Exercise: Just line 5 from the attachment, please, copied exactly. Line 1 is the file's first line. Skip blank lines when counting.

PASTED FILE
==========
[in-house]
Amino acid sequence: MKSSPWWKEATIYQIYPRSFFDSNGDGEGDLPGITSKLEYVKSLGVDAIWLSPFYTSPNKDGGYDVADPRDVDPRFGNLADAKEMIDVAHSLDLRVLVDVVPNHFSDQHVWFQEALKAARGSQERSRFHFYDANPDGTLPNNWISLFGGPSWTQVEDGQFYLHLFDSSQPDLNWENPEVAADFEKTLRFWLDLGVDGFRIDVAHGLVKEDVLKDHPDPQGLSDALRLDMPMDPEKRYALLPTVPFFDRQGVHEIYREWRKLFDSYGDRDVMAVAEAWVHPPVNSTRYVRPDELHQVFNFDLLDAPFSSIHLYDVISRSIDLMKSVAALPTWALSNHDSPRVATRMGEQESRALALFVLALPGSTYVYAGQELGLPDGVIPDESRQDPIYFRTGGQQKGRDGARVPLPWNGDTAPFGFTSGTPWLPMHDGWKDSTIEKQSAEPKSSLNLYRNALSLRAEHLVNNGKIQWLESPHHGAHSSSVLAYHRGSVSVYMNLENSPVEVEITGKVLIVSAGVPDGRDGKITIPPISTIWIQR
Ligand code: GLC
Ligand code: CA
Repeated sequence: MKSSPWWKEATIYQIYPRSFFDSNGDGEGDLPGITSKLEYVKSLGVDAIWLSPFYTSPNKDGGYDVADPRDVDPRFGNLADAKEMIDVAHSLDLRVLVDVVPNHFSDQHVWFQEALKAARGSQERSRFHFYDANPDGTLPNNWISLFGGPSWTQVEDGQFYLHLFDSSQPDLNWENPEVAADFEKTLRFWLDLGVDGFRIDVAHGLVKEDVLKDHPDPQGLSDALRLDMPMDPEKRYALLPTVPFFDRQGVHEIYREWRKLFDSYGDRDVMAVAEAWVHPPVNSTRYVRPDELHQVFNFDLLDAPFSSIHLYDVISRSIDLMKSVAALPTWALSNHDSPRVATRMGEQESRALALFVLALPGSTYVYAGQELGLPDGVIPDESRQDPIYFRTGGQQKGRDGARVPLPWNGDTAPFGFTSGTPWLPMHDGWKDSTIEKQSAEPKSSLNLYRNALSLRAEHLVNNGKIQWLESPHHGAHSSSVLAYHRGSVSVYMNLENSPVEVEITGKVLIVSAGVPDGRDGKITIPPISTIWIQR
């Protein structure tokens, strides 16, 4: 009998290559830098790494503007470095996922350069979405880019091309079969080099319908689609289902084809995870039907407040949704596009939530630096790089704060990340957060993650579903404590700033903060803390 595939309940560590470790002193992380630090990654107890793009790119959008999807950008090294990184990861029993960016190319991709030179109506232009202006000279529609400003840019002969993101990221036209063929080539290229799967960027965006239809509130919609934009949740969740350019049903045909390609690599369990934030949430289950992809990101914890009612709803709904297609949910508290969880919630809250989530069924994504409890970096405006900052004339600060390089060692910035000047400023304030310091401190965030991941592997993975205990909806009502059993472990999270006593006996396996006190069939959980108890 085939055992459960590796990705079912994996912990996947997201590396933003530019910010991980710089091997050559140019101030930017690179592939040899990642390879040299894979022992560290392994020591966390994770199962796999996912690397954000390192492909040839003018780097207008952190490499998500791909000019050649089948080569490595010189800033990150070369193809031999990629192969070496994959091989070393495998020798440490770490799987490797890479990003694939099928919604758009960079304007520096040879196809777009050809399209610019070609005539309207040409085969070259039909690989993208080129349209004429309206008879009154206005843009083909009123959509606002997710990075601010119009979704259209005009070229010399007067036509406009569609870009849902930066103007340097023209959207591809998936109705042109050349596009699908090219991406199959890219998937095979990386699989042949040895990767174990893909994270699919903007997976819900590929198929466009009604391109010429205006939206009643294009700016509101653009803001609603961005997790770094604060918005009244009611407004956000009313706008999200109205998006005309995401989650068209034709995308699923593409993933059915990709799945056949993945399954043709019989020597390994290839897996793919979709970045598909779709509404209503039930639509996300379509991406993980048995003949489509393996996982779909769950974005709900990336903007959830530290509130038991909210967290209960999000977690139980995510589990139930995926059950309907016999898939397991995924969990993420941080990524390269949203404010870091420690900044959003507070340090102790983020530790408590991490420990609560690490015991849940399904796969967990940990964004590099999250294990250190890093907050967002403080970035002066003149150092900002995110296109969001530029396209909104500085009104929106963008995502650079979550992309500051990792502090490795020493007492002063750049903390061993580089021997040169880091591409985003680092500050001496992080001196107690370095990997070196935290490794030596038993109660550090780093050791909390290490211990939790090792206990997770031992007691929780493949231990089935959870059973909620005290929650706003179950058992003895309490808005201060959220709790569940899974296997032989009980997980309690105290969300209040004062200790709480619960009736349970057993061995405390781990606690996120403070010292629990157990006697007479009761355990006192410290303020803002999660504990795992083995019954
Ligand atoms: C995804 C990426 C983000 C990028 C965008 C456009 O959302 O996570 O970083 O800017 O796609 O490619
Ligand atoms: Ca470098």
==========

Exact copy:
Repeated sequence: MKSSPWWKEATIYQIYPRSFFDSNGDGEGDLPGITSKLEYVKSLGVDAIWLSPFYTSPNKDGGYDVADPRDVDPRFGNLADAKEMIDVAHSLDLRVLVDVVPNHFSDQHVWFQEALKAARGSQERSRFHFYDANPDGTLPNNWISLFGGPSWTQVEDGQFYLHLFDSSQPDLNWENPEVAADFEKTLRFWLDLGVDGFRIDVAHGLVKEDVLKDHPDPQGLSDALRLDMPMDPEKRYALLPTVPFFDRQGVHEIYREWRKLFDSYGDRDVMAVAEAWVHPPVNSTRYVRPDELHQVFNFDLLDAPFSSIHLYDVISRSIDLMKSVAALPTWALSNHDSPRVATRMGEQESRALALFVLALPGSTYVYAGQELGLPDGVIPDESRQDPIYFRTGGQQKGRDGARVPLPWNGDTAPFGFTSGTPWLPMHDGWKDSTIEKQSAEPKSSLNLYRNALSLRAEHLVNNGKIQWLESPHHGAHSSSVLAYHRGSVSVYMNLENSPVEVEITGKVLIVSAGVPDGRDGKITIPPISTIWIQR